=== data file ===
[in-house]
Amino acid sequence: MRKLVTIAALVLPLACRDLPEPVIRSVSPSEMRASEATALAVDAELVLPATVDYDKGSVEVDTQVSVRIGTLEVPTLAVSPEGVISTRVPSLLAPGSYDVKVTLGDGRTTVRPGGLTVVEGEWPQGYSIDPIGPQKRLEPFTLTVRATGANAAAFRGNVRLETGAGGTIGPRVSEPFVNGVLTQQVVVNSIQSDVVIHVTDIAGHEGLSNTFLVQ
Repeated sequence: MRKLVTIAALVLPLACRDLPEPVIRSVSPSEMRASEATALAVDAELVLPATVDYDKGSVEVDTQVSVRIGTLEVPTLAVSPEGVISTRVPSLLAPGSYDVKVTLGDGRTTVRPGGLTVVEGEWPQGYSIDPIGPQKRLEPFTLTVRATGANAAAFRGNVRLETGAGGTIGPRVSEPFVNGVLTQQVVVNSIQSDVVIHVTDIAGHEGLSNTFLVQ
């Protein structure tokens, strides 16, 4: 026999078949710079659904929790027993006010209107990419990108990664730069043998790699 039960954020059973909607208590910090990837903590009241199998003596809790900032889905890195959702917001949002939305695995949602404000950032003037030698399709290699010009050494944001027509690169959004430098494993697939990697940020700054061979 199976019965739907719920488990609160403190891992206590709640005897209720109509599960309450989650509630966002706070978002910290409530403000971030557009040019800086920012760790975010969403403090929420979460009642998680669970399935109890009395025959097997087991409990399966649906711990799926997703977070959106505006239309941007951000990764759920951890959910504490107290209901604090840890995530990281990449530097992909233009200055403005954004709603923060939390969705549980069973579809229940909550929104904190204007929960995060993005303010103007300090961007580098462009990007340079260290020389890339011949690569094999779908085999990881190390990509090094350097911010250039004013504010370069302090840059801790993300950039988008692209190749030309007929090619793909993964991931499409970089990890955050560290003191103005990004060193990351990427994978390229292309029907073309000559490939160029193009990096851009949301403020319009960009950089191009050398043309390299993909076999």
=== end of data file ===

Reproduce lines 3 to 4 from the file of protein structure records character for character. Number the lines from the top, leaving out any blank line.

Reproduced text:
Repeated sequence: MRKLVTIAALVLPLACRDLPEPVIRSVSPSEMRASEATALAVDAELVLPATVDYDKGSVEVDTQVSVRIGTLEVPTLAVSPEGVISTRVPSLLAPGSYDVKVTLGDGRTTVRPGGLTVVEGEWPQGYSIDPIGPQKRLEPFTLTVRATGANAAAFRGNVRLETGAGGTIGPRVSEPFVNGVLTQQVVVNSIQSDVVIHVTDIAGHEGLSNTFLVQ
């Protein structure tokens, strides 16, 4: 026999078949710079659904929790027993006010209107990419990108990664730069043998790699 039960954020059973909607208590910090990837903590009241199998003596809790900032889905890195959702917001949002939305695995949602404000950032003037030698399709290699010009050494944001027509690169959004430098494993697939990697940020700054061979 199976019965739907719920488990609160403190891992206590709640005897209720109509599960309450989650509630966002706070978002910290409530403000971030557009040019800086920012760790975010969403403090929420979460009642998680669970399935109890009395025959097997087991409990399966649906711990799926997703977070959106505006239309941007951000990764759920951890959910504490107290209901604090840890995530990281990449530097992909233009200055403005954004709603923060939390969705549980069973579809229940909550929104904190204007929960995060993005303010103007300090961007580098462009990007340079260290020389890339011949690569094999779908085999990881190390990509090094350097911010250039004013504010370069302090840059801790993300950039988008692209190749030309007929090619793909993964991931499409970089990890955050560290003191103005990004060193990351990427994978390229292309029907073309000559490939160029193009990096851009949301403020319009960009950089191009050398043309390299993909076999």